Carol’s research is into cognitive styles, or how individuals make sense of information, and also on enhancing assessment practice in Higher Education.
“I am passionate about supporting assessment practice through an understanding of individual differences. My book with a colleague Michael Waring (Waring and Evans, 2015) Understanding Pedagogy: Developing a Critical Approach to Teaching and Learning highlights my approach to development of curriculum including assessment through a personal learning styles pedagogy approach.”
In 2013, Carol published an article called ‘Making sense of assessment feedback in higher education’ in Review of Education Research journal. This is the highest ranked journal in education in the world. It reviews over 460 articles on assessment feedback as part of a funded National Teaching Fellow project on supporting masters students’ transitions through a focus on assessment. Her article remains the second most read in that world-leading journal.
Based on her research on assessment and cognitive styles and her outstanding teaching nationally and internationally, Carol was awarded a Principal Fellowship by the Higher Education Academy in 2013 and became a National Teaching Fellow in 2014, secretary of the Committee of the Association of National Teaching Fellows (CANTF) in 2014, and CANTF’s international officer in 2015. She is also a member of the Higher Education Academy’s Assessment and Feedback Advisory Group.
Enhancing assessment practice is a major concern for all higher education institutions and a key priority for Southampton as highlighted in the Vice-Chancellor’s first all-staff address in January 2016.
Professor Sir Christopher Snowden pointed out that last year’s National Student Survey (NSS) put us 44th in overall satisfaction and 84th in teaching assessment and feedback.
Sir Christopher went on to say that one of our strategic goals is to get into the top 10 in this satisfaction survey. Focusing on teaching assessment and feedback is seen as the way to do this given the considerable potential for improvement in this area. Enhancing our NSS profile will be especially important with the emergence of the Teaching Excellence Framework, which is likely to place considerable emphasis on student engagement and satisfaction metrics such as the NSS.
In October 2015, Carol set up the Researching Assessment Practices Group (RAP). The aim of this initiative is to support colleagues in the development of assessment practice. It will draw specifically on her research on assessment feedback in higher education.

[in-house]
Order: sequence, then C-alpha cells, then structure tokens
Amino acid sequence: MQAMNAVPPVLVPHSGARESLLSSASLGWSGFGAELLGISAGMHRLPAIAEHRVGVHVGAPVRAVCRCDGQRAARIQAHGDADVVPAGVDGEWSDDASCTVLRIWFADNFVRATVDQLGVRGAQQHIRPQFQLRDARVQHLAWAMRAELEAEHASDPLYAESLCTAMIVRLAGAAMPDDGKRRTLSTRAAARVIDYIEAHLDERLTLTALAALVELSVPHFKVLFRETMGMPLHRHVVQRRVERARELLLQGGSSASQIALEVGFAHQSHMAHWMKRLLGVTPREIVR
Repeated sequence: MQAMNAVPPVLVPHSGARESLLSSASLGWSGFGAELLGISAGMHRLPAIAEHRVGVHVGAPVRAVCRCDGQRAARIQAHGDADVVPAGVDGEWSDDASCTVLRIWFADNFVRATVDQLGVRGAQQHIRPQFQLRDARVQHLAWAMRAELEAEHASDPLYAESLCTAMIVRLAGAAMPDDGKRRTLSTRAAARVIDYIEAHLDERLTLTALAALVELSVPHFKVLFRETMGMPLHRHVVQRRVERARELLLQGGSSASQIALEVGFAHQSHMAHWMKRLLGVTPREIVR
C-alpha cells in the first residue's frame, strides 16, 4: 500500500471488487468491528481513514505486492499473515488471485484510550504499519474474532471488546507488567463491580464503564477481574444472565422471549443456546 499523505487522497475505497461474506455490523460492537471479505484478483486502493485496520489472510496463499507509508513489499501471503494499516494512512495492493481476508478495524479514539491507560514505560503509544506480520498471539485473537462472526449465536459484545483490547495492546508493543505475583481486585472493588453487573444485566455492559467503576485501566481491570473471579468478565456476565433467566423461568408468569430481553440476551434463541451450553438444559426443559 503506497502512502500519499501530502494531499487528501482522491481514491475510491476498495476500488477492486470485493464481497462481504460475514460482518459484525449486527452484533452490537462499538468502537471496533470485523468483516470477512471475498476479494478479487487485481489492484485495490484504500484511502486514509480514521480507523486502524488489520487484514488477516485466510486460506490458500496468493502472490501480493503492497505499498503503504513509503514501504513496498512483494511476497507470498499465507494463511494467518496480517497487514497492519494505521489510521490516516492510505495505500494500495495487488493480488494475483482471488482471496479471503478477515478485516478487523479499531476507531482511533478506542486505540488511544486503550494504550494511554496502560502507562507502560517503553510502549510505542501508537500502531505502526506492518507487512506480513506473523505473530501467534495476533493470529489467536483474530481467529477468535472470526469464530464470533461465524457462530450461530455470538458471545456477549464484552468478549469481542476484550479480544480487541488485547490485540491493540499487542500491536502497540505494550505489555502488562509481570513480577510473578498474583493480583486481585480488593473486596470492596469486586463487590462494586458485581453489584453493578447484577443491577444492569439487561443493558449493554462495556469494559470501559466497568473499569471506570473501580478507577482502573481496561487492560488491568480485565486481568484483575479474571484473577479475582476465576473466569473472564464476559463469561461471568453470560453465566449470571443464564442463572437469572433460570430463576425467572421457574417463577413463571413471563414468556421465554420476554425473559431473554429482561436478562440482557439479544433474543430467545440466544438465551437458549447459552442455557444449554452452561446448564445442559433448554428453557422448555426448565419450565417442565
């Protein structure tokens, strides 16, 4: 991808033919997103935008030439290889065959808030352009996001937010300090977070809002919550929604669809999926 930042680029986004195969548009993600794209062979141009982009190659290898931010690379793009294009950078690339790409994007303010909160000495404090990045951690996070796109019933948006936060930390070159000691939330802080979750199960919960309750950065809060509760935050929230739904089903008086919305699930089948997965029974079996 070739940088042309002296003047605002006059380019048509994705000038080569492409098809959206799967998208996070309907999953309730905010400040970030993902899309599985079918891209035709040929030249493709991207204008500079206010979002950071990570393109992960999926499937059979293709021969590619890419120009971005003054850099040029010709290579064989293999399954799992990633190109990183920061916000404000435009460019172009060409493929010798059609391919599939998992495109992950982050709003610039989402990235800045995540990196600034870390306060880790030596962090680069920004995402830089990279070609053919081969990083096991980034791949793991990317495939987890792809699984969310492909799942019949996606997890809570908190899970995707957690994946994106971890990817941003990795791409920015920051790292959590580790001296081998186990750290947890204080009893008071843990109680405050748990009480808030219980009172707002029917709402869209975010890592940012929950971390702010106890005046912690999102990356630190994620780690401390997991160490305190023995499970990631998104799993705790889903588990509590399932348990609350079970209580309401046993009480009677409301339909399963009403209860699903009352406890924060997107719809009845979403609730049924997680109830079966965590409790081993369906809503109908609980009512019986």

There is no reason why the University of Southampton cannot be world-leading in assessment and feedback practice given the considerable knowledge, expertise, and commitment of colleagues; the potential of our students, and our adoption of a high quality research-informed and collegial approach to enhancing an understanding of assessment practice across the University.
RAP works with support from the Associate Pro Vice-Chancellor Education, Dr Russell Bentley and Pro Vice-Chancellor Education, Professor Alex Neill. Carol outlines the group’s wide-reaching aims:
“Through a focus on assessment and the development of a supportive community of practice it will mean we will be able to enhance what we do; encourage innovation; enable focus on areas that matter; be sustainable in supporting students to self-regulate, and importantly, enable assessment practice to be more manageable for staff to ensure our assessment practice is one of the best in the country and internationally.”
As Russell explains,
This is a part of our focus on innovation across all areas of the curriculum and all aspects of learning and teaching. To realise our ambition of having a learner-centric approach to education, it is essential that we support each other to promote and advance practices in assessment that are deeply rooted in pedagogy.
Carol illustrates what this means in practice:
“We’ll be running workshops across campuses with support from the Institute for Learning Innovation and Development (ILIaD), exploring key issues, for example, the value of focused feedback and how you make processes more efficient.”
“An assessment tool has been created to support colleagues’ analysis of current assessment feedback practice, and we will be working with colleagues to establish assessment priorities as well as revising assessment guidance in the Quality Handbook and associated documents.”
RAP’s work will feed into University initiatives but will also be used nationally and internationally by promoting it through national and international research networks.
Through the RAP network it is possible for all colleagues to get involved at whatever level they wish. They can be on the mailing list; act as a discipline representative; participate in conference and workshop events; contribute case studies of good practice or directly to assessment strategy development; build links with colleagues across HEIs; and get involved in collaborative research.
The next RAP event on peer engagement in assessment is at the National Oceanography Centre on 10 March.
If you would like to know more about the initiative and how to contribute, please contact Carol Evans at firstname.lastname@example.org
Forthcoming events can be found at: http://www.southampton.ac.uk/iliad/comm-of-practice/sigrap.page?
Evans, C. (2013). Making sense of assessment feedback in higher education. Review of Educational Research.
Waring, M., & Evans, C. (2015). Understanding Pedagogy: Developing a Critical Approach to Teaching and Learning. Abingdon, Oxford, United Kingdom: Routledge.